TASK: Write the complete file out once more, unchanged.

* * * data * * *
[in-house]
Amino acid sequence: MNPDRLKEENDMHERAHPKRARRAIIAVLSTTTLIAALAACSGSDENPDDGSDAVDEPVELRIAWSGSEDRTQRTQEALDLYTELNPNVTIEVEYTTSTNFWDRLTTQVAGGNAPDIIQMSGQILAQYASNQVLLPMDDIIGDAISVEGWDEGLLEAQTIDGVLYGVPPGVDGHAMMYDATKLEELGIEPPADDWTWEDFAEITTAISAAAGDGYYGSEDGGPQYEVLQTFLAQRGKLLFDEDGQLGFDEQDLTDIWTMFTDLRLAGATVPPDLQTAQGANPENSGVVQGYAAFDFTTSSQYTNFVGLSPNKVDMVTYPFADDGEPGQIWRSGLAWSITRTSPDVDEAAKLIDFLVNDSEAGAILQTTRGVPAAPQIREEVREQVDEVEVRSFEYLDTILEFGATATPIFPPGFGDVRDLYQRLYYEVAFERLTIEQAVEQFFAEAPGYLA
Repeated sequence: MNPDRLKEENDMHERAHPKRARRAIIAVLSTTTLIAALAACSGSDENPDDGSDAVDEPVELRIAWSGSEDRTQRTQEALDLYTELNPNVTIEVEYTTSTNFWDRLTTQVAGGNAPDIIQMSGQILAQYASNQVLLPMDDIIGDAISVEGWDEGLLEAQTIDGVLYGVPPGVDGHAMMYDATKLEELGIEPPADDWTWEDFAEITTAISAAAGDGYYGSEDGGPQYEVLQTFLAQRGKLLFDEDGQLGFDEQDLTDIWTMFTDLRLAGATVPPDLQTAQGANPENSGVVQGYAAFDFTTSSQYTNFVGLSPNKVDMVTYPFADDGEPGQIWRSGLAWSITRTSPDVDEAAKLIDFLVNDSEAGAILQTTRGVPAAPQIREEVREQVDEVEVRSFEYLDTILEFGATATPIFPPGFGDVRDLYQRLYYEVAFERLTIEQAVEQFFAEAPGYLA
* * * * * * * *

[in-house]
Amino acid sequence: MNPDRLKEENDMHERAHPKRARRAIIAVLSTTTLIAALAACSGSDENPDDGSDAVDEPVELRIAWSGSEDRTQRTQEALDLYTELNPNVTIEVEYTTSTNFWDRLTTQVAGGNAPDIIQMSGQILAQYASNQVLLPMDDIIGDAISVEGWDEGLLEAQTIDGVLYGVPPGVDGHAMMYDATKLEELGIEPPADDWTWEDFAEITTAISAAAGDGYYGSEDGGPQYEVLQTFLAQRGKLLFDEDGQLGFDEQDLTDIWTMFTDLRLAGATVPPDLQTAQGANPENSGVVQGYAAFDFTTSSQYTNFVGLSPNKVDMVTYPFADDGEPGQIWRSGLAWSITRTSPDVDEAAKLIDFLVNDSEAGAILQTTRGVPAAPQIREEVREQVDEVEVRSFEYLDTILEFGATATPIFPPGFGDVRDLYQRLYYEVAFERLTIEQAVEQFFAEAPGYLA
Repeated sequence: MNPDRLKEENDMHERAHPKRARRAIIAVLSTTTLIAALAACSGSDENPDDGSDAVDEPVELRIAWSGSEDRTQRTQEALDLYTELNPNVTIEVEYTTSTNFWDRLTTQVAGGNAPDIIQMSGQILAQYASNQVLLPMDDIIGDAISVEGWDEGLLEAQTIDGVLYGVPPGVDGHAMMYDATKLEELGIEPPADDWTWEDFAEITTAISAAAGDGYYGSEDGGPQYEVLQTFLAQRGKLLFDEDGQLGFDEQDLTDIWTMFTDLRLAGATVPPDLQTAQGANPENSGVVQGYAAFDFTTSSQYTNFVGLSPNKVDMVTYPFADDGEPGQIWRSGLAWSITRTSPDVDEAAKLIDFLVNDSEAGAILQTTRGVPAAPQIREEVREQVDEVEVRSFEYLDTILEFGATATPIFPPGFGDVRDLYQRLYYEVAFERLTIEQAVEQFFAEAPGYLA